USIP is the secretariat of the U.S. Civil Society Working Group, which harnesses the knowledge of over 40 NGOs with expertise on the impact of violent conflict on women and girls. This knowledge feeds into the implementation of the U.S. National Strategy on Women, Peace, and Security. The strategy stems from the U.S. Women, Peace, and Security Act of 2017, which was signed into law through bipartisan congressional efforts. The act recognizes the unique challenges and needs of women and girls in violent conflict and ensures women’s participation in peace negotiations and post-war reconstruction.

Defining Gender

Gender describes the roles and expectations that a society finds most appropriate and valuable for men, women, boys, girls, and sexual and gender minorities. Gender is more than an individual’s biological sex—gender is a learned pattern of behavior. During violent conflict, gender norms can be radically altered. Conditions—including access to resources, mobility, and personal safety—can particularly worsen for many women, girls, and sexual and gender minorities. Transitions out of violent conflict, however, also mark an opportunity to improve the social status of women through education and legislation.

Related Publications

How to Make Women Count in the Response to Coronavirus

How to Make Women Count in the Response to Coronavirus

Wednesday, April 8, 2020

By: Danielle Robertson

As health organizations and national governments seek to stem the spread of COVID-19, it is critical that they understand the gender dynamics in their societies. Efforts to combat the pandemic will only go so far if women and girls are left behind in the process. For example, how can a woman experiencing domestic violence quarantine at home safely? Thankfully, global efforts to integrate women as equal partners in peace and security can provide key lessons in responding to health epidemics more inclusively and effectively.

Type: Analysis and Commentary

Gender; Global Health

Afghanistan: Can This Be a Real Peace Process?

Afghanistan: Can This Be a Real Peace Process?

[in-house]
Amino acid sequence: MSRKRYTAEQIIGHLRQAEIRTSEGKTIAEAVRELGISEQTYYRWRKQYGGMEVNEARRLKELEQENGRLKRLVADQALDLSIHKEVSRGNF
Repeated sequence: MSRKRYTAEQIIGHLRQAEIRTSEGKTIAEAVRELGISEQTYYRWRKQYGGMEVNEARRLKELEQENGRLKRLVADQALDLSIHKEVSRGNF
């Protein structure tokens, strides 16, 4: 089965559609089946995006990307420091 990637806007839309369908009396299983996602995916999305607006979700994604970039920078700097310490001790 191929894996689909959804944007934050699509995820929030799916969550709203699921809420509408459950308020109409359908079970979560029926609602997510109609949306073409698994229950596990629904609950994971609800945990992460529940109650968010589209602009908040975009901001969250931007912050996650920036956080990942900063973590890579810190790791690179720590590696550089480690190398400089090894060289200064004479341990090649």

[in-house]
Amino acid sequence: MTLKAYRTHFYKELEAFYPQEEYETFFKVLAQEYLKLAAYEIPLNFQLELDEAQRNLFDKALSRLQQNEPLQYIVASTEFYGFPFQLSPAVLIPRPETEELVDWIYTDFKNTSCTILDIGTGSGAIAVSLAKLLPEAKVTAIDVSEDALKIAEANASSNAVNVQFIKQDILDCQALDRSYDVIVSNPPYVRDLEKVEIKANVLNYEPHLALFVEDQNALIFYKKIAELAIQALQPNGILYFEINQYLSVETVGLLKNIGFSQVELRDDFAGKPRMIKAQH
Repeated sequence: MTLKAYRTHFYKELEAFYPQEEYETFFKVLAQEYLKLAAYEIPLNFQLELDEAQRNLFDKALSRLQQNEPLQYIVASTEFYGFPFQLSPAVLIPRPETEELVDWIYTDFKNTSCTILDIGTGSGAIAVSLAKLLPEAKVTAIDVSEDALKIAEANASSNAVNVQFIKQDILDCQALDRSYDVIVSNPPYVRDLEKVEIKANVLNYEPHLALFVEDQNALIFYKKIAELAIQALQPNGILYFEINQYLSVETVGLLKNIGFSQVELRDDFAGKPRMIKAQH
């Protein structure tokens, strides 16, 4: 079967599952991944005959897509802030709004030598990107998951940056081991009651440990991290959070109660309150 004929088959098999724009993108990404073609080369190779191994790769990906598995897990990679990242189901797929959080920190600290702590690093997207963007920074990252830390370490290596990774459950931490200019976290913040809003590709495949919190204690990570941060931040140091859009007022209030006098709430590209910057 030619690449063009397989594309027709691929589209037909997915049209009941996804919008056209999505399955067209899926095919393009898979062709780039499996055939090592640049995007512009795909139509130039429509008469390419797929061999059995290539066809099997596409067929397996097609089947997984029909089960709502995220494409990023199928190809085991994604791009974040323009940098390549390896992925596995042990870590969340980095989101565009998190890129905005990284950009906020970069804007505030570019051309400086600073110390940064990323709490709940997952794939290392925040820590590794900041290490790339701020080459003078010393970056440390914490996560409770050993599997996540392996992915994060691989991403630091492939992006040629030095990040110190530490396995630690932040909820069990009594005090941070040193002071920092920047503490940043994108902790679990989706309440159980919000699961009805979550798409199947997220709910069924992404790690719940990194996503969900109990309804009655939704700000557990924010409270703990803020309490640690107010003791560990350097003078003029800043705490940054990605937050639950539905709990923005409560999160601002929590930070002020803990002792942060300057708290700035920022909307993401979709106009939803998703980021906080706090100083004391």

Monday, March 23, 2020

By: Sharif Shah Safi

Like every Afghan, I’m watching with fear and hope to see what will emerge from last month’s agreement between the United States and the Taliban. My hope is that it can help end more than 40 years of war. My fear is that the current process may not result in a just and dignified peace where all Afghans are considered equal citizens, regardless of gender, race or ethnicity. I fear that the Taliban’s rigid interpretations of Islamic laws will undermine our country’s gains of the past 18 years: an open media, women’s presence in public spheres, and more.

Type: Blog

Gender; Peace Processes; Youth

What Women Have Won

What Women Have Won

Friday, March 6, 2020

By: Nancy Lindborg

Five years ago, as the newly appointed and first woman president of the United States Institute of Peace, I was celebrating International Women’s Day in Kabul with the wonderful Afghan women on our USIP country team. Having first visited Afghanistan in 1997, when the country was in the grip of the Taliban, it was a joyous opportunity to mark nearly two decades of progress with this group of professional women—lawyers, scholars, and program managers.

Type: Analysis and Commentary

Gender

How Kenya’s Women Are Preventing Extremism and Violence

How Kenya’s Women Are Preventing Extremism and Violence

Thursday, March 5, 2020

By: Nicoletta Barbera

A group of women gathered recently in Kiambu, an overcrowded Kenyan town, to build their local response to a national problem: recruitment, especially of young men, by extremist groups such as al-Shabab. Kiambu’s women form one of several groups nationwide that are launching local dialogues—typically among community members and authorities—to build well-rooted efforts to counter extremist influence. These groups are part of a network called Sisters Without Borders, which has risen from Kenya’s grassroots over the past five years. On the upcoming International Women’s Day, the story of Kenya’s sisters is worth noting as a success for women building peace and confronting terrorism in their homelands.

Type: Blog

Gender; Violent Extremism